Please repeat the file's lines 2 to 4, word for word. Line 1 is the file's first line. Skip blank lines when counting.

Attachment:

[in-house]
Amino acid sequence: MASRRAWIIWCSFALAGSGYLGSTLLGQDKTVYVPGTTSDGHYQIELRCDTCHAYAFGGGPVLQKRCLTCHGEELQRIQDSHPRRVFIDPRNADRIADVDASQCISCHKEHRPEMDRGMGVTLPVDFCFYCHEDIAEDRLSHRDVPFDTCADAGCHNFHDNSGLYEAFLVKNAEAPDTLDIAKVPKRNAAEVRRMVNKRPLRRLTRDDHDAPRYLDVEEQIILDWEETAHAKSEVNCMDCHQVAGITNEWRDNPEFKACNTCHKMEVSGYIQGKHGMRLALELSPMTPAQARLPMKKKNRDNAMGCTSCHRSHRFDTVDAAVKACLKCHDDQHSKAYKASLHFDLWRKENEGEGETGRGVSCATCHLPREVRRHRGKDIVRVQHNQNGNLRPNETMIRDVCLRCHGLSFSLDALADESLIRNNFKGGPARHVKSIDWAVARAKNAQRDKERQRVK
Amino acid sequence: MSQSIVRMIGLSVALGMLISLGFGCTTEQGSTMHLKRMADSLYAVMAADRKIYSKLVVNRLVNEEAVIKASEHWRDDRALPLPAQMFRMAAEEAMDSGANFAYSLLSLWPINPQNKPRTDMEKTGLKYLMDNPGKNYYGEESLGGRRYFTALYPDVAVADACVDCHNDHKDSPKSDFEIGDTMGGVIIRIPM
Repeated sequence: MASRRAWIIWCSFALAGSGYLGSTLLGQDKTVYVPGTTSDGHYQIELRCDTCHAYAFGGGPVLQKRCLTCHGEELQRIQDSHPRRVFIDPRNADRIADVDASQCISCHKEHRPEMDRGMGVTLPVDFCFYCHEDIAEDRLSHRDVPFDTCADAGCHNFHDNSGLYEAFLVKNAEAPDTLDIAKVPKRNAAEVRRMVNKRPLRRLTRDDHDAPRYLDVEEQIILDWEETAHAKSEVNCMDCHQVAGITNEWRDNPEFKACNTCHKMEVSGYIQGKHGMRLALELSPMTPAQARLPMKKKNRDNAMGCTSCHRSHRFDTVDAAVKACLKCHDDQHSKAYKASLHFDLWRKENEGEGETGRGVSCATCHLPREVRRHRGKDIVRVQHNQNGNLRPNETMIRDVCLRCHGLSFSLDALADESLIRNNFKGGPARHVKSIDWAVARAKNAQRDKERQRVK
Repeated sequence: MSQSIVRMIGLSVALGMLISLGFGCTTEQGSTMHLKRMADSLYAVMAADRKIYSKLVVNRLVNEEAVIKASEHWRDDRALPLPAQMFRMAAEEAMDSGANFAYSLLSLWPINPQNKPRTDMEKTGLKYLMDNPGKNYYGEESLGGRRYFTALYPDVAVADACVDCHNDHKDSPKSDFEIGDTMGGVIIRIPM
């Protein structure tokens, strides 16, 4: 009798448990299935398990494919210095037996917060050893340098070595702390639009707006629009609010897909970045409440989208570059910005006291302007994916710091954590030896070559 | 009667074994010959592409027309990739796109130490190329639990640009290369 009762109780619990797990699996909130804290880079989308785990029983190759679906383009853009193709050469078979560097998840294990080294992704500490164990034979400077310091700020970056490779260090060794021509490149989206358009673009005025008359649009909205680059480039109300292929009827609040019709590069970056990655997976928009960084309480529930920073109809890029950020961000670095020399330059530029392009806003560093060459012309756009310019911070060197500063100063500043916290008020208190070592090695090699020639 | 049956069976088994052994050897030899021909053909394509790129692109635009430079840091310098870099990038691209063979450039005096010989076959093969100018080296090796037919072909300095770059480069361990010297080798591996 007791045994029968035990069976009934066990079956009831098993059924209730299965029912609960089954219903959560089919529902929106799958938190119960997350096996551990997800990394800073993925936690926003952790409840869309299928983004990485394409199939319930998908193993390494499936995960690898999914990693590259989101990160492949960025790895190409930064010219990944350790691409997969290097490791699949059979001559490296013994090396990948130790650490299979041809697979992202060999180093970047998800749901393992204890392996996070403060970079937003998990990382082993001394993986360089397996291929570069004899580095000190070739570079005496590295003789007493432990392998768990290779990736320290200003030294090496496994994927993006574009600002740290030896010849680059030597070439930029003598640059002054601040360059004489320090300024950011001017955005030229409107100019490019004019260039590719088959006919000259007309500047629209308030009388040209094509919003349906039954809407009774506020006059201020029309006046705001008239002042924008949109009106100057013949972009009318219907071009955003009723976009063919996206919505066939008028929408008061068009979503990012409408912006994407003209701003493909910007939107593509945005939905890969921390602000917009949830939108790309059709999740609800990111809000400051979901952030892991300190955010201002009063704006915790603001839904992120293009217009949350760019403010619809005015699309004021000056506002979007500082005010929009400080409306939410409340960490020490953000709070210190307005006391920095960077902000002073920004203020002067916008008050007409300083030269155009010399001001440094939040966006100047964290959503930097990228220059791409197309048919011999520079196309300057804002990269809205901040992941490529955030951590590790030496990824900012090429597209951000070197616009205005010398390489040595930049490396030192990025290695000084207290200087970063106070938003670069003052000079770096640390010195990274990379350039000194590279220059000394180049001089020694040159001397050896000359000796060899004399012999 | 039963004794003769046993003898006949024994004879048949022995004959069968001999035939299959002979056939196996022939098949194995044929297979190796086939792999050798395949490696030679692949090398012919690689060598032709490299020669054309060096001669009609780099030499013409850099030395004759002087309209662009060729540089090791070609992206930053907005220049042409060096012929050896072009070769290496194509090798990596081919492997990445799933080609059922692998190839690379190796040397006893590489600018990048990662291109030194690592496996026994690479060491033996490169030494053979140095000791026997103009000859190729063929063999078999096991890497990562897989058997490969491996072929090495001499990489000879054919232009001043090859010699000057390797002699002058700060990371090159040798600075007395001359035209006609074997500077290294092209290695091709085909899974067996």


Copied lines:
Amino acid sequence: MASRRAWIIWCSFALAGSGYLGSTLLGQDKTVYVPGTTSDGHYQIELRCDTCHAYAFGGGPVLQKRCLTCHGEELQRIQDSHPRRVFIDPRNADRIADVDASQCISCHKEHRPEMDRGMGVTLPVDFCFYCHEDIAEDRLSHRDVPFDTCADAGCHNFHDNSGLYEAFLVKNAEAPDTLDIAKVPKRNAAEVRRMVNKRPLRRLTRDDHDAPRYLDVEEQIILDWEETAHAKSEVNCMDCHQVAGITNEWRDNPEFKACNTCHKMEVSGYIQGKHGMRLALELSPMTPAQARLPMKKKNRDNAMGCTSCHRSHRFDTVDAAVKACLKCHDDQHSKAYKASLHFDLWRKENEGEGETGRGVSCATCHLPREVRRHRGKDIVRVQHNQNGNLRPNETMIRDVCLRCHGLSFSLDALADESLIRNNFKGGPARHVKSIDWAVARAKNAQRDKERQRVK
Amino acid sequence: MSQSIVRMIGLSVALGMLISLGFGCTTEQGSTMHLKRMADSLYAVMAADRKIYSKLVVNRLVNEEAVIKASEHWRDDRALPLPAQMFRMAAEEAMDSGANFAYSLLSLWPINPQNKPRTDMEKTGLKYLMDNPGKNYYGEESLGGRRYFTALYPDVAVADACVDCHNDHKDSPKSDFEIGDTMGGVIIRIPM
Repeated sequence: MASRRAWIIWCSFALAGSGYLGSTLLGQDKTVYVPGTTSDGHYQIELRCDTCHAYAFGGGPVLQKRCLTCHGEELQRIQDSHPRRVFIDPRNADRIADVDASQCISCHKEHRPEMDRGMGVTLPVDFCFYCHEDIAEDRLSHRDVPFDTCADAGCHNFHDNSGLYEAFLVKNAEAPDTLDIAKVPKRNAAEVRRMVNKRPLRRLTRDDHDAPRYLDVEEQIILDWEETAHAKSEVNCMDCHQVAGITNEWRDNPEFKACNTCHKMEVSGYIQGKHGMRLALELSPMTPAQARLPMKKKNRDNAMGCTSCHRSHRFDTVDAAVKACLKCHDDQHSKAYKASLHFDLWRKENEGEGETGRGVSCATCHLPREVRRHRGKDIVRVQHNQNGNLRPNETMIRDVCLRCHGLSFSLDALADESLIRNNFKGGPARHVKSIDWAVARAKNAQRDKERQRVK